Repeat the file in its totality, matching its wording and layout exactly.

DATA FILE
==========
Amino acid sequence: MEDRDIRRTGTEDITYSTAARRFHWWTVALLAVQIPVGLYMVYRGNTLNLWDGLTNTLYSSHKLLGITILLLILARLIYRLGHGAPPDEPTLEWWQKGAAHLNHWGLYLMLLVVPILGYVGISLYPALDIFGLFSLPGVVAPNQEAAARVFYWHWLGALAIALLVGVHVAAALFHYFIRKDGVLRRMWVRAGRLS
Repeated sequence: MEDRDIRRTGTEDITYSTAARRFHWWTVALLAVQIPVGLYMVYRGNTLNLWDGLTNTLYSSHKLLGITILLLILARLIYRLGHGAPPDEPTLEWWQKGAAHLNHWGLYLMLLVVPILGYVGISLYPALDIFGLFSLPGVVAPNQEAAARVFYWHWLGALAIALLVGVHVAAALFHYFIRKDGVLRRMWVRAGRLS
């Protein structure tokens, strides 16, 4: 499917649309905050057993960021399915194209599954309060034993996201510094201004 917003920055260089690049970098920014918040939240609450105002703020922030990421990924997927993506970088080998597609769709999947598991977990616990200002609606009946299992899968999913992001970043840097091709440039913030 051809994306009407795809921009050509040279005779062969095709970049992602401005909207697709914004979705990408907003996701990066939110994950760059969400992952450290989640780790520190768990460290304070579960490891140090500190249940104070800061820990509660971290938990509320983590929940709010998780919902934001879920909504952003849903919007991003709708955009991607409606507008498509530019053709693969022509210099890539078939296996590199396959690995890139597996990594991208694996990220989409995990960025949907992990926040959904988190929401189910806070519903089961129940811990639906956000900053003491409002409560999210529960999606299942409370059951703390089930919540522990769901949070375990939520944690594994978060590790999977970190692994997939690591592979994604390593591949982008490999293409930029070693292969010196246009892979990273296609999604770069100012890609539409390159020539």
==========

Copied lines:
Amino acid sequence: MEDRDIRRTGTEDITYSTAARRFHWWTVALLAVQIPVGLYMVYRGNTLNLWDGLTNTLYSSHKLLGITILLLILARLIYRLGHGAPPDEPTLEWWQKGAAHLNHWGLYLMLLVVPILGYVGISLYPALDIFGLFSLPGVVAPNQEAAARVFYWHWLGALAIALLVGVHVAAALFHYFIRKDGVLRRMWVRAGRLS
Repeated sequence: MEDRDIRRTGTEDITYSTAARRFHWWTVALLAVQIPVGLYMVYRGNTLNLWDGLTNTLYSSHKLLGITILLLILARLIYRLGHGAPPDEPTLEWWQKGAAHLNHWGLYLMLLVVPILGYVGISLYPALDIFGLFSLPGVVAPNQEAAARVFYWHWLGALAIALLVGVHVAAALFHYFIRKDGVLRRMWVRAGRLS
């Protein structure tokens, strides 16, 4: 499917649309905050057993960021399915194209599954309060034993996201510094201004 917003920055260089690049970098920014918040939240609450105002703020922030990421990924997927993506970088080998597609769709999947598991977990616990200002609606009946299992899968999913992001970043840097091709440039913030 051809994306009407795809921009050509040279005779062969095709970049992602401005909207697709914004979705990408907003996701990066939110994950760059969400992952450290989640780790520190768990460290304070579960490891140090500190249940104070800061820990509660971290938990509320983590929940709010998780919902934001879920909504952003849903919007991003709708955009991607409606507008498509530019053709693969022509210099890539078939296996590199396959690995890139597996990594991208694996990220989409995990960025949907992990926040959904988190929401189910806070519903089961129940811990639906956000900053003491409002409560999210529960999606299942409370059951703390089930919540522990769901949070375990939520944690594994978060590790999977970190692994997939690591592979994604390593591949982008490999293409930029070693292969010196246009892979990273296609999604770069100012890609539409390159020539």